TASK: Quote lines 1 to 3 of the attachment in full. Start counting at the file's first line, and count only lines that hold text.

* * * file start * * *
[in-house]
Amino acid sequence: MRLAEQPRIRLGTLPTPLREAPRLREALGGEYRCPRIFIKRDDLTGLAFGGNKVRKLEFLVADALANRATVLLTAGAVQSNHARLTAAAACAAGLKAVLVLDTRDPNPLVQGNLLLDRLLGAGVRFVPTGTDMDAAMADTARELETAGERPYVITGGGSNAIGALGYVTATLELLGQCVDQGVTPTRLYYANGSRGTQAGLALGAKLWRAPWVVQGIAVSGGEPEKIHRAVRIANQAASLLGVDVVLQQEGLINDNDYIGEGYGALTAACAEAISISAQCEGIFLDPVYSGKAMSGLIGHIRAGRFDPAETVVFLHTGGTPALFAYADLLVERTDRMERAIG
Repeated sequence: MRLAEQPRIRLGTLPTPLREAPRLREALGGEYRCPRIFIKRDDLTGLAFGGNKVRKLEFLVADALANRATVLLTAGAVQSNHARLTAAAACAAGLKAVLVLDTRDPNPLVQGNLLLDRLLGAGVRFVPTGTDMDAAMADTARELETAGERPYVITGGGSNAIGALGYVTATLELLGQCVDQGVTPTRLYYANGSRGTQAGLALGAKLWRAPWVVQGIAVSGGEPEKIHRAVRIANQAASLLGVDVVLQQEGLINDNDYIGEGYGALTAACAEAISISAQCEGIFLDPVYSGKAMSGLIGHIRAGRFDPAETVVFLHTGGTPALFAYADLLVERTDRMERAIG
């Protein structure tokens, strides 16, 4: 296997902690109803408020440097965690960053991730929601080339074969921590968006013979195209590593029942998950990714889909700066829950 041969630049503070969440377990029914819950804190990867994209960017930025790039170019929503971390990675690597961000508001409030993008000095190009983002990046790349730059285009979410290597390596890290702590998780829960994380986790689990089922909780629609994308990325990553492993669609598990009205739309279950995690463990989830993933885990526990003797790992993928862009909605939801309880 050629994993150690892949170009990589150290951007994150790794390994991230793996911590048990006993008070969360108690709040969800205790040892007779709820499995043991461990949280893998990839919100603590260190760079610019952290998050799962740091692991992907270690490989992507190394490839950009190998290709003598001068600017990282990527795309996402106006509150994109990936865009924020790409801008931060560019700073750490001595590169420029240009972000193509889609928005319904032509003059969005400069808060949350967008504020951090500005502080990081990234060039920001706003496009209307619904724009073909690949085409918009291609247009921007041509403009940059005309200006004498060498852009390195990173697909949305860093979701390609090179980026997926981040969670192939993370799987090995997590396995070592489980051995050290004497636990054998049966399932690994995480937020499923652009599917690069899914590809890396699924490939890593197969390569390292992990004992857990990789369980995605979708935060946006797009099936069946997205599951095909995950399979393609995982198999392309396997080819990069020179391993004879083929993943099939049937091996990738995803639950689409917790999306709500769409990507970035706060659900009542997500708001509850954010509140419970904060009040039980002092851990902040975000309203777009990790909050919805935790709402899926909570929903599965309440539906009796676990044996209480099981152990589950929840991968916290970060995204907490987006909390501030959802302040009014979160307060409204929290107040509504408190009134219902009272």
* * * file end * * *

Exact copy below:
[in-house]
Amino acid sequence: MRLAEQPRIRLGTLPTPLREAPRLREALGGEYRCPRIFIKRDDLTGLAFGGNKVRKLEFLVADALANRATVLLTAGAVQSNHARLTAAAACAAGLKAVLVLDTRDPNPLVQGNLLLDRLLGAGVRFVPTGTDMDAAMADTARELETAGERPYVITGGGSNAIGALGYVTATLELLGQCVDQGVTPTRLYYANGSRGTQAGLALGAKLWRAPWVVQGIAVSGGEPEKIHRAVRIANQAASLLGVDVVLQQEGLINDNDYIGEGYGALTAACAEAISISAQCEGIFLDPVYSGKAMSGLIGHIRAGRFDPAETVVFLHTGGTPALFAYADLLVERTDRMERAIG
Repeated sequence: MRLAEQPRIRLGTLPTPLREAPRLREALGGEYRCPRIFIKRDDLTGLAFGGNKVRKLEFLVADALANRATVLLTAGAVQSNHARLTAAAACAAGLKAVLVLDTRDPNPLVQGNLLLDRLLGAGVRFVPTGTDMDAAMADTARELETAGERPYVITGGGSNAIGALGYVTATLELLGQCVDQGVTPTRLYYANGSRGTQAGLALGAKLWRAPWVVQGIAVSGGEPEKIHRAVRIANQAASLLGVDVVLQQEGLINDNDYIGEGYGALTAACAEAISISAQCEGIFLDPVYSGKAMSGLIGHIRAGRFDPAETVVFLHTGGTPALFAYADLLVERTDRMERAIG